Paarth Madan

A medium to iterate on my own thoughts.


Posted at — Aug 5, 2020

This is part of the grateful series.

The bicycle is a beautiful feat of engineering. Its multi-purposed in that for some it serves as an exercise utility, for most it serves as a transportation method, and for some its simply an enjoyable getaway.

I’ve always been extremely fond of bicycles and motorcycles. As I’ve aged, the fondness tilted towards that latter. Recently, I’ve had a strong urge to acquire my motorcycle license, but given the state of the pandemic, I haven’t been able to do so.

I decided to stop sulking, and pull out my bike. I rode to the largest incline I know, near my house, and pedalled my way to the top. I turned around, put my bike into its highest gear, and sped down the downhill.

It was an extremely exhilarating ride, and for the 10 seconds I was cruising down this decline, I felt present. I couldn’t help but smile as I was met with the agreeing wind on my back, and cars matching my speed to the left.

I continued biking all through the night around my city, and was feeling pretty content.

I’m having a difficult time expressing in to words how I felt, but I know somewhere in the enjoyable experience was an opportunity to be grateful.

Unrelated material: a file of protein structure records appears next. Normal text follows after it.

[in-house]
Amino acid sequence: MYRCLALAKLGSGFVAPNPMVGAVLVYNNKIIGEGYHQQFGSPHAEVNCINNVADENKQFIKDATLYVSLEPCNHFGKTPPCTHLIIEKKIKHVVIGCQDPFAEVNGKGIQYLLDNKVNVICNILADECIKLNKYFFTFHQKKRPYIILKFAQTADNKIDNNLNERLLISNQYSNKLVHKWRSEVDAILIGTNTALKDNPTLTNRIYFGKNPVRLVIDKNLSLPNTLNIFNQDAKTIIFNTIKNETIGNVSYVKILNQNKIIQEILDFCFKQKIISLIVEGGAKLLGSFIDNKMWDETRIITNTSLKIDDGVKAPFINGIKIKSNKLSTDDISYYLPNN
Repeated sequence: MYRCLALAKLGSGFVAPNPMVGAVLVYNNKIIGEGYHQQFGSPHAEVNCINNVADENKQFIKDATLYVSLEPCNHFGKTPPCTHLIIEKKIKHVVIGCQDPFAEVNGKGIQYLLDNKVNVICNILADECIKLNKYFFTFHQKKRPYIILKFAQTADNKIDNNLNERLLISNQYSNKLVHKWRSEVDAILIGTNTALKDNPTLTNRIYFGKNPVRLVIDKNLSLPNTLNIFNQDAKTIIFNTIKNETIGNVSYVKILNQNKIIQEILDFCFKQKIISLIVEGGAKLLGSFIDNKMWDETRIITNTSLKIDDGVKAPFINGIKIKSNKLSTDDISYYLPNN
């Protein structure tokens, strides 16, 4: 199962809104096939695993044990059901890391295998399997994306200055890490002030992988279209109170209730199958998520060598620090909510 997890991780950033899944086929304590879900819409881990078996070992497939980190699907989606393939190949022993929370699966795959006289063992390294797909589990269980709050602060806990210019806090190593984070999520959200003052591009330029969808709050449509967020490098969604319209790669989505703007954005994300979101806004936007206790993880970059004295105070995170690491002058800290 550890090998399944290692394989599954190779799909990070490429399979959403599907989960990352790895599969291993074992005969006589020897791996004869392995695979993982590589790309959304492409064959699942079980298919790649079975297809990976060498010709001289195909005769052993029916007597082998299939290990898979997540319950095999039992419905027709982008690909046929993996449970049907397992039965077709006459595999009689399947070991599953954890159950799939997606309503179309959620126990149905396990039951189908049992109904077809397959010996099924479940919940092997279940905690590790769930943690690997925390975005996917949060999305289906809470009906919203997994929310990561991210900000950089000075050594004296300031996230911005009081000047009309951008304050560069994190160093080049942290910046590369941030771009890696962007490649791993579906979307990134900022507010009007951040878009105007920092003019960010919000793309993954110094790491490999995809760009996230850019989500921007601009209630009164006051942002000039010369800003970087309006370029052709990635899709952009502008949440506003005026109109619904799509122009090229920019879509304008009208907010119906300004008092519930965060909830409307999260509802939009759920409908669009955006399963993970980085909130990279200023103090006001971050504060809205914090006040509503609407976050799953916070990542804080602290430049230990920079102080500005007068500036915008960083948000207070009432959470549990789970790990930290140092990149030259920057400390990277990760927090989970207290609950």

With saturation, I find, our gratitude towards entities decrease. We see food everywhere, so we’re inclined to take it for granted. Everyone has a bike, it’s normal, so we rarely stop to appreciate the pivotal invention.

I’m grateful bikes exist. I’m grateful I have a bike. I’m grateful I have a functioning body to enjoy the experience a bike has to offer. I’m grateful I learned how to ride a bike.

My mom doesn’t know how to ride a bike, as it wasn’t something she explored in her youth. She’s expressed regret in not learning, as she can see how enjoyable it is, from the outside looking in.

Her regret is something that fuelled this reflection.

Something I take for granted, is at the focus of another’s regret. Acquiring perspective and thinking of those who don’t have access to what you have is a decent exercise to ground yourself. Without going too much into this digression, it’s also important to fuel these exercises with empathy, and not comparison. To look for someone lower, less than, or without is in essence asserting you are above another, and I find this can fuel this notion of the self in dangerous ways.

Be careful not to use these opportunities of seeking gratitude to fuel your own ego, rather to explore the fortune you’ve acquired and the luck you’ve experienced in living such a bountiful life.

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